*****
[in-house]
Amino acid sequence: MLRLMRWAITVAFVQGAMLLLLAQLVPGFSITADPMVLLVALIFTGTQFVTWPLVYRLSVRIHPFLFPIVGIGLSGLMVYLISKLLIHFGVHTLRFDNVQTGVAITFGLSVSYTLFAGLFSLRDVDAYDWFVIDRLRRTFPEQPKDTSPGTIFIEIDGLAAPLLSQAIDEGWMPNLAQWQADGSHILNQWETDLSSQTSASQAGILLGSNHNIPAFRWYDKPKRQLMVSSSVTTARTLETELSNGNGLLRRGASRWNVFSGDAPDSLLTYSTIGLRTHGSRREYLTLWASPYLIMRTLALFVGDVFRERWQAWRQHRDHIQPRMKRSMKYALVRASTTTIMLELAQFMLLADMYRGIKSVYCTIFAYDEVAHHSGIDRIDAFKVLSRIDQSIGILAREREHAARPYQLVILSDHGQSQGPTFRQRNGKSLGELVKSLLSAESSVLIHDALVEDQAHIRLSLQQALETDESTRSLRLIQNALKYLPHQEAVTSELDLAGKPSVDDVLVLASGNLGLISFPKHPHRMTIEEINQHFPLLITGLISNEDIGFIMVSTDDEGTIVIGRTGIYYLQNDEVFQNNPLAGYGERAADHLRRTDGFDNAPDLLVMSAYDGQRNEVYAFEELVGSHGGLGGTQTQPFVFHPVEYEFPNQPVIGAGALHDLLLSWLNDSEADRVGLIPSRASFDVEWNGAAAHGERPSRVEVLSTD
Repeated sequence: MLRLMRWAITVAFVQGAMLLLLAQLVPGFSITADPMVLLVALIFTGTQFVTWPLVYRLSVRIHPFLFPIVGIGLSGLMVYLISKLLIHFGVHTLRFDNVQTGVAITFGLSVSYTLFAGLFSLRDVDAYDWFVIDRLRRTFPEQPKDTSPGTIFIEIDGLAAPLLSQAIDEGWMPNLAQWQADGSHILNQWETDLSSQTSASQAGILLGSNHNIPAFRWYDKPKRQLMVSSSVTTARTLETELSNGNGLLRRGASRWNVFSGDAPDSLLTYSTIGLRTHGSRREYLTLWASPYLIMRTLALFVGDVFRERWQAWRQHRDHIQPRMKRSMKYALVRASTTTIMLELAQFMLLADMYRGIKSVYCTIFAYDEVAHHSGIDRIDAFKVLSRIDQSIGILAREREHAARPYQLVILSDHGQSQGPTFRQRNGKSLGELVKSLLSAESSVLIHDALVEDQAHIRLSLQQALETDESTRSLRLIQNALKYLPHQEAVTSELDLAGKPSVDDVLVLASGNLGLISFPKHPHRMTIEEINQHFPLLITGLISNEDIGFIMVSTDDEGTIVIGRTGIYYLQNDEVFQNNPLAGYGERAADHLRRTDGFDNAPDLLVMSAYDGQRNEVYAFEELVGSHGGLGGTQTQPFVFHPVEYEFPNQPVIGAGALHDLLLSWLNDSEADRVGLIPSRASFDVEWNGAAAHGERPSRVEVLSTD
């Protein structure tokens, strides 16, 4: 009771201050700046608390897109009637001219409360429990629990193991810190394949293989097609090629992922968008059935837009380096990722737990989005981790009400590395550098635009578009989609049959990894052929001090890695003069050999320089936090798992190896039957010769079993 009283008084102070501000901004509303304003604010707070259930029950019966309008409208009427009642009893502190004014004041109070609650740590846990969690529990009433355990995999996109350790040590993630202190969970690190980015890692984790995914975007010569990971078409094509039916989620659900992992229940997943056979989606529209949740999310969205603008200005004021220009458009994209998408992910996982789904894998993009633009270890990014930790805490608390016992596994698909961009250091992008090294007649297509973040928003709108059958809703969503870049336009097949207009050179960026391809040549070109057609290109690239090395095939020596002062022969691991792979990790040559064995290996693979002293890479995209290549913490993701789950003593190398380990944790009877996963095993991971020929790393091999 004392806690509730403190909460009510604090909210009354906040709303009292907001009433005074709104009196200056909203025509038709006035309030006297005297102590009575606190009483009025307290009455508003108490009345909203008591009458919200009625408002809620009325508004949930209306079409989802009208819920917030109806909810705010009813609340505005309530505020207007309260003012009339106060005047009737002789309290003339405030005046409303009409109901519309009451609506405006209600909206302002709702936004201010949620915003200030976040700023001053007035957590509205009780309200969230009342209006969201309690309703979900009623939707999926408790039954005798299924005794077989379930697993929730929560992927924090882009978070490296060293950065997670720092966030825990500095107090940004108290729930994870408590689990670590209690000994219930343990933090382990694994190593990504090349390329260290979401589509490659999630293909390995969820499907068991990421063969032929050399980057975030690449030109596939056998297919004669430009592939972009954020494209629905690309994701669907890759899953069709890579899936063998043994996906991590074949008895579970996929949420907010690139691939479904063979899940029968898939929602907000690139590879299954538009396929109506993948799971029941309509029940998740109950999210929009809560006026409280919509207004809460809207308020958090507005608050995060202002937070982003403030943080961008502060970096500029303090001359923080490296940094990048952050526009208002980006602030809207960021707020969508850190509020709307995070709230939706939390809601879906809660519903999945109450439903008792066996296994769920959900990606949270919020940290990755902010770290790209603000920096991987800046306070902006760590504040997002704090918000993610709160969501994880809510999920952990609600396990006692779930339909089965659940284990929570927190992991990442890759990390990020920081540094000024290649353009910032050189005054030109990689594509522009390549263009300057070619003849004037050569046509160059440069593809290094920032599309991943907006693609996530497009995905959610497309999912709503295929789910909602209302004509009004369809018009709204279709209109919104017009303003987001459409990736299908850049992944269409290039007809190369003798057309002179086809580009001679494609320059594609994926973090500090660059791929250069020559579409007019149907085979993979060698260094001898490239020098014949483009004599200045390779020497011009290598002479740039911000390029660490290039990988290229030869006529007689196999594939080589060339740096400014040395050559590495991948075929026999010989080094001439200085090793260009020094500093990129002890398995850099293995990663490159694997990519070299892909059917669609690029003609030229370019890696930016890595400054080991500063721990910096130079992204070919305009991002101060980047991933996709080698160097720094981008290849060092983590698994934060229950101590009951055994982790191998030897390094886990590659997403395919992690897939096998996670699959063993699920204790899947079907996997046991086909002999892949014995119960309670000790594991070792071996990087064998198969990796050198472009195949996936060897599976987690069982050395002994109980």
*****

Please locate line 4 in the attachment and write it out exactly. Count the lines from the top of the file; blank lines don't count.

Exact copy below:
């Protein structure tokens, strides 16, 4: 009771201050700046608390897109009637001219409360429990629990193991810190394949293989097609090629992922968008059935837009380096990722737990989005981790009400590395550098635009578009989609049959990894052929001090890695003069050999320089936090798992190896039957010769079993 009283008084102070501000901004509303304003604010707070259930029950019966309008409208009427009642009893502190004014004041109070609650740590846990969690529990009433355990995999996109350790040590993630202190969970690190980015890692984790995914975007010569990971078409094509039916989620659900992992229940997943056979989606529209949740999310969205603008200005004021220009458009994209998408992910996982789904894998993009633009270890990014930790805490608390016992596994698909961009250091992008090294007649297509973040928003709108059958809703969503870049336009097949207009050179960026391809040549070109057609290109690239090395095939020596002062022969691991792979990790040559064995290996693979002293890479995209290549913490993701789950003593190398380990944790009877996963095993991971020929790393091999 004392806690509730403190909460009510604090909210009354906040709303009292907001009433005074709104009196200056909203025509038709006035309030006297005297102590009575606190009483009025307290009455508003108490009345909203008591009458919200009625408002809620009325508004949930209306079409989802009208819920917030109806909810705010009813609340505005309530505020207007309260003012009339106060005047009737002789309290003339405030005046409303009409109901519309009451609506405006209600909206302002709702936004201010949620915003200030976040700023001053007035957590509205009780309200969230009342209006969201309690309703979900009623939707999926408790039954005798299924005794077989379930697993929730929560992927924090882009978070490296060293950065997670720092966030825990500095107090940004108290729930994870408590689990670590209690000994219930343990933090382990694994190593990504090349390329260290979401589509490659999630293909390995969820499907068991990421063969032929050399980057975030690449030109596939056998297919004669430009592939972009954020494209629905690309994701669907890759899953069709890579899936063998043994996906991590074949008895579970996929949420907010690139691939479904063979899940029968898939929602907000690139590879299954538009396929109506993948799971029941309509029940998740109950999210929009809560006026409280919509207004809460809207308020958090507005608050995060202002937070982003403030943080961008502060970096500029303090001359923080490296940094990048952050526009208002980006602030809207960021707020969508850190509020709307995070709230939706939390809601879906809660519903999945109450439903008792066996296994769920959900990606949270919020940290990755902010770290790209603000920096991987800046306070902006760590504040997002704090918000993610709160969501994880809510999920952990609600396990006692779930339909089965659940284990929570927190992991990442890759990390990020920081540094000024290649353009910032050189005054030109990689594509522009390549263009300057070619003849004037050569046509160059440069593809290094920032599309991943907006693609996530497009995905959610497309999912709503295929789910909602209302004509009004369809018009709204279709209109919104017009303003987001459409990736299908850049992944269409290039007809190369003798057309002179086809580009001679494609320059594609994926973090500090660059791929250069020559579409007019149907085979993979060698260094001898490239020098014949483009004599200045390779020497011009290598002479740039911000390029660490290039990988290229030869006529007689196999594939080589060339740096400014040395050559590495991948075929026999010989080094001439200085090793260009020094500093990129002890398995850099293995990663490159694997990519070299892909059917669609690029003609030229370019890696930016890595400054080991500063721990910096130079992204070919305009991002101060980047991933996709080698160097720094981008290849060092983590698994934060229950101590009951055994982790191998030897390094886990590659997403395919992690897939096998996670699959063993699920204790899947079907996997046991086909002999892949014995119960309670000790594991070792071996990087064998198969990796050198472009195949996936060897599976987690069982050395002994109980």